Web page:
God spelled out the reason – and, this is so important for us to understand – “for your own lifeblood I will surely require a reckoning; from every animal I will require it and from human beings, each one for the blood of another, I will require a reckoning for human life.”

Life matters to God. Life is a blessing from God; and God will require a reckoning for life. Stop here for a moment. As we have been going through this pandemic of isolation and social distancing, there have been many (many) people who have despaired, wondering if their lives matter or mean anything to anyone else. The short answer is an emphatic: yes, your life matters. Your life matters to God. Your life is a gift from God and it is important to God. It may not always feel great or be pleasant or pleasing to you, but your life is important to God. He has given you life for His purposes and reason – even when that purpose and reason is not evident to you.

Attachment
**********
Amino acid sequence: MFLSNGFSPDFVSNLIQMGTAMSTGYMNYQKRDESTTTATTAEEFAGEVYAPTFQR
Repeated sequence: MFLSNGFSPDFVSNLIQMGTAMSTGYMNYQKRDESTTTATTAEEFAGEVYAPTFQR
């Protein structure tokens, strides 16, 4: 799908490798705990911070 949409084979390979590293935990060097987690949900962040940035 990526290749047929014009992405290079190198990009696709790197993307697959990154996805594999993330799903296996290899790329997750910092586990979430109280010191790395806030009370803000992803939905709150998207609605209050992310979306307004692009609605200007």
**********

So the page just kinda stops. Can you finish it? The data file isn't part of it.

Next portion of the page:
Further, God has given us each other. Here it is stated in the negative – that is, accountability for taking the life of another – however, the positive also is true that we are to be looking out after the life of those around us. “Each one for the blood of another, I will require a reckoning for human life.” We are, in fact, our brother’s keepers. Your life means something to others. It is part of the blessing.

Take note of what God says about blood. Blood matters to God. Physical, tangible, visible, actual blood matters to God. The reckoning or accountability for life – God’s judgment – will involve blood. We need to take God’s words seriously. There is a reckoning for how we conduct our lives, and that reckoning is – literally – with our blood.

Why am I harping on this? I am dwelling on this because the importance of blood is a live issue in our world currently; currently, as in, this week.